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Occupy the Precinct Caucuses

February 07, 2012 By Lee Egerstrom, Economic Development Fellow

Tonight’s precinct caucuses in Minnesota offer frustrated citizens a chance to be heard, to promote social and economic justice, and to serve as a check on institutionalized privilege.

If you doubt such results are even possible, you ignore Minnesota’s history and our cultural inheritance. We are a people of protesters and reformers.

An expert on the Farmer-Labor movement in Minnesota reminds us that we’ve done it before. A leading national advocate for social justice in the Occupy movement reminds us that similar movements in Northern Europe greatly changed the politics, economies and cultures of their countries. Later this month, the Minnesota Historical Society Press is issuing a book looking back over 150 years of protest movements in Minnesota

A pause to recall these movements is in order before heading out to either Democratic or Republican precinct caucuses this evening.

Tom O’Connell, a political scientist at Metropolitan State University, sees a lot of similarities between the Occupy movement today and the agrarian and labor uprisings in the early part of the past century.

Frustration with the privileged class’ control of the economy and politics led to creation of the Farmer-Labor Movement (1917-1948). O’Connell wrote a thesis on this successful Minnesota movement for his doctoral studies.

Keep in mind that many of the roots in the Farmer-Labor Movement went deep in the Republican Party since the Democratic parties in the Upper Midwest were weak as a legacy of the Civil War. Socialist thought that came into the movement with labor, meanwhile, was largely shaped by experiences in Europe.

Much of this history was forgotten after the merger that formed the Democratic-Farmer-Labor Party in 1944. Yet, the Farmer-Laborites became the dominant political party from 1930 to 1938, O’Connell said, and won four gubernatorial elections, four U.S. Senate races, and elected eight members to the U.S. House of Representatives.

O’Connell recently discussed protest and political reform at a lunch meeting at Swede Hollow Café in St. Paul. It was a fitting location; he passed along an essay, “How Swedes and Norwegians Broke the Power of the ‘1 Percent’,” by George Lakey.*

The Lakey essay is especially informative of Norway’s populist emergence in 1931-1935. This was roughly on track with political and economic reforms in Sweden, as noted two years ago in a Minnesota 2020 report, “Prosperity Ahead: Sweden’s Past Points Minnesota Forward”.**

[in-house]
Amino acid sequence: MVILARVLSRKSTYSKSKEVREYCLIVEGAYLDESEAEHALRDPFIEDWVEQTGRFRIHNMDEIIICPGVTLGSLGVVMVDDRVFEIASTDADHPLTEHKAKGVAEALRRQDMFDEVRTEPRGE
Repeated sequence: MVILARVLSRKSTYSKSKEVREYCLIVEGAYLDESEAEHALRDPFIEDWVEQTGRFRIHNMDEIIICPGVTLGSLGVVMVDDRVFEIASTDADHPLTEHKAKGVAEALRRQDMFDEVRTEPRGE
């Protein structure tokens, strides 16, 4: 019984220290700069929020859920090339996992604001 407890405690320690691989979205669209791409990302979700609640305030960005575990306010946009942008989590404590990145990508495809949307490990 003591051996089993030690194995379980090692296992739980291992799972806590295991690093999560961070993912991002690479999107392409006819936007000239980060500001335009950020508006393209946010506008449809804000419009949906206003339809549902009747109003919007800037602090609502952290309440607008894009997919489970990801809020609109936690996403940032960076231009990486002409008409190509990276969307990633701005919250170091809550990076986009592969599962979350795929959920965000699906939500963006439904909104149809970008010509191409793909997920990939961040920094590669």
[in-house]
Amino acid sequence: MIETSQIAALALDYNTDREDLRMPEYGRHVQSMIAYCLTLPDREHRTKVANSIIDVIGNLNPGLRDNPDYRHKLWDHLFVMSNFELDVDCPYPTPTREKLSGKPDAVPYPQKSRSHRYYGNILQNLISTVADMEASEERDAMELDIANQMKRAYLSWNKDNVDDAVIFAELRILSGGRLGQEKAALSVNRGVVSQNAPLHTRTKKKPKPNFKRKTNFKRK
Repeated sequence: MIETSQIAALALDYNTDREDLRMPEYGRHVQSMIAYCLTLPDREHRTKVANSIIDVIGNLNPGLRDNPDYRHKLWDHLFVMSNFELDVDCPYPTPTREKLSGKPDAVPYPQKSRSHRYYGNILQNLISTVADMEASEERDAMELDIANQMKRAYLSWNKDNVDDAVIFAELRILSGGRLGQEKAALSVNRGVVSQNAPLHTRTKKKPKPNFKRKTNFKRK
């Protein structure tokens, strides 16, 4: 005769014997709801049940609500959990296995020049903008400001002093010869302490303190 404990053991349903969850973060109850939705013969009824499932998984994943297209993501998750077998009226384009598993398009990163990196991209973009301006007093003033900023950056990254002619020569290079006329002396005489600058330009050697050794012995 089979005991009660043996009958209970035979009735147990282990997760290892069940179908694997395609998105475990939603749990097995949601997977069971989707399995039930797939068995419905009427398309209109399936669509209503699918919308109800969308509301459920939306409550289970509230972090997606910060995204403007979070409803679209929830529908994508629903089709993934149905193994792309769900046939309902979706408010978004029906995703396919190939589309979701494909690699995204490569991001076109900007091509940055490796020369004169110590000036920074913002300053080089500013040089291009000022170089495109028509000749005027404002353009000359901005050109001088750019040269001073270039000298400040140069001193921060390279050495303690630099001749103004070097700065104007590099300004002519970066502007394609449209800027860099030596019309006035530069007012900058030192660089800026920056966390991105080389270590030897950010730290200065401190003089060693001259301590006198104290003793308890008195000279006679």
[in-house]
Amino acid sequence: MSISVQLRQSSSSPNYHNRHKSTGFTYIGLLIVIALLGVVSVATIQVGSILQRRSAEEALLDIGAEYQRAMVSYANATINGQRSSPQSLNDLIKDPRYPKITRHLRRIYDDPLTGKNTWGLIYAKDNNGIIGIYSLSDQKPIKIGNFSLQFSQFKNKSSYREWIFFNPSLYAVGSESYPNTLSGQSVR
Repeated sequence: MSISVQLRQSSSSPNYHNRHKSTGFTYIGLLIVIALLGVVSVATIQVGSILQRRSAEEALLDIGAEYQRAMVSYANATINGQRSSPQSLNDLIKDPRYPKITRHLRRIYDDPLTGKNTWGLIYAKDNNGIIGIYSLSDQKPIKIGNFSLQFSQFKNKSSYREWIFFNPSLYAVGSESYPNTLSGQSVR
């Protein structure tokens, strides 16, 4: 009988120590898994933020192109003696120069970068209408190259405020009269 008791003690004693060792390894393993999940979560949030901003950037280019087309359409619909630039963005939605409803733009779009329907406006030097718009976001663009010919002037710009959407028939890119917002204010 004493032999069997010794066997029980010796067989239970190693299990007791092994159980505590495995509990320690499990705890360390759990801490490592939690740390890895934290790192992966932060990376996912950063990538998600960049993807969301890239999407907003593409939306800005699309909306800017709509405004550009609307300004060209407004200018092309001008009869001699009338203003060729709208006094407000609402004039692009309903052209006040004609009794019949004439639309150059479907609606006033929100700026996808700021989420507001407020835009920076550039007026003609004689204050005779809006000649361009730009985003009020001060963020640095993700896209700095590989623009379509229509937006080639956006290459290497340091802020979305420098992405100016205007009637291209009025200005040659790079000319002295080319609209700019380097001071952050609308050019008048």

Minnesota 2020 called on Minnesotans to heed their cultural ties to Northern Europe and recall their own past to adopt “a Minnesota way” to cope with economic and social problems in the present time.

A key report recommendation was a call on Minnesotans to demand that public officials not sign special interest pledges; such as tax giveaways, to interest groups that prevent sound public policy resolution. Other recommendations called on lawmakers to anticipate consequences of public policies to avoid harming people, rationalize resources for the common good, encourage entrepreneurship and cooperative development, and finally, require "folkhemmet" impact statements, like environmental impact statements, to anticipate how public policies will impact people’s lives and opportunities.

To link Sweden’s experience with the rhetoric of today’s Occupy movement, there is a need for cultural compromise in Minnesota and America to free policymakers to champion the needs of the 99 percent and not just serve the whims and subsidies of the powerful 1 percent.

Can Minnesota serve as such a force for change? It always has.

Historian Rhoda R. Gilman has a book entitled Stand Up! The Story of Minnesota’s Protest Tradition to be officially launched on Feb. 23, It looks back over 150 years of protest movements.

The Minnesota Historical Society Press said groups and movements profiled in the book include the abolitionist Republican Party, Grangers, antimonopolists, Populists, strikers, progressives, suffragists, Communists, Farmer-Laborites, communes and cooperatives, and abortion politics.

It is common but incorrect to assume these movements were failures because they didn’t become permanent parties or institutions. They were successful and continue to be successful when continuing political parties and other groups adopt their causes.

They have had failures as well. Special interests have turned back progress on social justice issues. Among examples are current rights for labor to organize and collectively bargain for workers, for access to healthcare, and for educational opportunities for the 99 percent.

The precinct caucuses are not just a process to elect delegates who will nominate candidates for public office. They are an opportunity to protest, shape the issues going forward, for which there is a rich Minnesota tradition.

*Modern Sweden’s transformation became widely known as “the Middle Way” from the writings of American author and journalist Marquis Childs.

**For more details on how Norway and Sweden transformed their economies and political cultures into models for all nations can be found at the Nonviolent Action Database that Lakey and others operate at Swarthmore College.
 

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